That was a time when forwards like David Krejci and Milan Lucic were taking on more as rookies than they might have if Bergeron were available for all of 2007-08.

When Bergeron returned from his protracted hiatus, he helped to embolden a burgeoning, battle-tested bunch in 2008-09. Although he missed 18 games, mostly in December and January, he never posted more than four straight pointless performances.

Bergeron’s 31 assists in 64 appearances that season were the fourth most on a team that finished first in the conference. He added five helpers in 11 playoff contests as the Bruins improved on their 2008 postseason by one round.

Seidenberg should have similar goals in mind, if not better ones, for 2014-15. Given that Los Angeles had a stingier defense, Boston’s first priority should be to not regress in the regular season.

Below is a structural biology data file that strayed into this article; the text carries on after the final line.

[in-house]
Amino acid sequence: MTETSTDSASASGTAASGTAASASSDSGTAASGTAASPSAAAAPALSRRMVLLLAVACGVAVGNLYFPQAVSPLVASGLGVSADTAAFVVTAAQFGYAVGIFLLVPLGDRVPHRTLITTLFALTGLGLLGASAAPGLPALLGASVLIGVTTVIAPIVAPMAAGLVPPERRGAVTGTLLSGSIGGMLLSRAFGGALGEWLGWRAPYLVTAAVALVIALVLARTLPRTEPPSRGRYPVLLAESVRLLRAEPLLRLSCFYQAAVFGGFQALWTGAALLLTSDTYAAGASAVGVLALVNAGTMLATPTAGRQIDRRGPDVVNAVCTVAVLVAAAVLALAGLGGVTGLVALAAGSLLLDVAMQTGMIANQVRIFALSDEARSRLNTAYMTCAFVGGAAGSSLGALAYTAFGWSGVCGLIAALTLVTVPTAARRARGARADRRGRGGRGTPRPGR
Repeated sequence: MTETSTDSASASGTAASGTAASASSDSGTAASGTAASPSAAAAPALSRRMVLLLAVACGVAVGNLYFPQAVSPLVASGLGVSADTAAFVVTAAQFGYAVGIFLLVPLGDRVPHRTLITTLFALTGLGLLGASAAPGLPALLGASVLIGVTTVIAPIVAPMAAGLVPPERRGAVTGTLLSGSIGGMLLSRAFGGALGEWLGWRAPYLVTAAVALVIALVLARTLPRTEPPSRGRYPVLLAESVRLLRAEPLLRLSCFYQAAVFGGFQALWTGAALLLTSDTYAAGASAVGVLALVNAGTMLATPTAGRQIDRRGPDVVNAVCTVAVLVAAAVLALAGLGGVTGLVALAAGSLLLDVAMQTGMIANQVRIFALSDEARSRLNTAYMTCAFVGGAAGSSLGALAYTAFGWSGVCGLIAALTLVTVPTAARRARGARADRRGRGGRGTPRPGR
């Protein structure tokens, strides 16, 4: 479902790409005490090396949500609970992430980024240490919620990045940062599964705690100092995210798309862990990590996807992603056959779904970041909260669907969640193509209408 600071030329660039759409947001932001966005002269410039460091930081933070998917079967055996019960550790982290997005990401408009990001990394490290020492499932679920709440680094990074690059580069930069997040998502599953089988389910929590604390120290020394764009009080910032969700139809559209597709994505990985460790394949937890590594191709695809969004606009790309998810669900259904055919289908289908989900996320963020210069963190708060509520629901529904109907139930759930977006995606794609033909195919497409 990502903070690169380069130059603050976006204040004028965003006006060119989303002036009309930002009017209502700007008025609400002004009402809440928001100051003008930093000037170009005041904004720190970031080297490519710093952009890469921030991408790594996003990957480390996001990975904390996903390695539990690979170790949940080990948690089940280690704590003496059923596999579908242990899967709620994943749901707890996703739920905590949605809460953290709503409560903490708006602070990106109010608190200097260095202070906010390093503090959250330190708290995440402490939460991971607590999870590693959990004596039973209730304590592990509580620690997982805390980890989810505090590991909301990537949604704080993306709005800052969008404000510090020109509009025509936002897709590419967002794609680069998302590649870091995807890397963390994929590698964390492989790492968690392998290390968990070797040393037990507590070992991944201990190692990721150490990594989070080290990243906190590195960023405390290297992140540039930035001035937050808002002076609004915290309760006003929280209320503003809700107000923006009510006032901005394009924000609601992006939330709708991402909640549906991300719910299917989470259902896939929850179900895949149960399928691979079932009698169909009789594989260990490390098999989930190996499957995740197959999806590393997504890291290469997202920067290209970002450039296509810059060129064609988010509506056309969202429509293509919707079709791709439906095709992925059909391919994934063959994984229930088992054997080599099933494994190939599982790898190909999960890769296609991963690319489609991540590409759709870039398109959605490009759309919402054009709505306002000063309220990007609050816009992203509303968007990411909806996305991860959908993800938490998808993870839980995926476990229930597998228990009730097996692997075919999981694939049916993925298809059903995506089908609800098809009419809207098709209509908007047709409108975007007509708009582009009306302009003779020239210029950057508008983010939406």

Defense was not its biggest problem in the 2014 playoffs (that would be the offense’s plethora of posts and other egregious misses). But it could stand to flaunt some growth the next time the Bruins get to the Atlantic Division Final.

Seidenberg’s mere insertion as an active contributor will lend the blue-line brigade some growth from its 2014 conglomeration. Moreover, his exemplary presence and determination to bury the memory of his injury ought to offer Chara a little relief and tug the younger rearguard forward.

As he himself admitted to Switaj, he is ahead of his teammates in terms of storing up for next season. He can devote that extra physical energy to addressing a sharper hockey hunger pang as he builds toward and carries out his 2014-15 season.

It is a simple formula to hit the ice sprinting in September after going without formal game action throughout the calendar year. Both Bergeron and Seidenberg should know how to do it.


Unless otherwise indicated, all statistics for this report were found via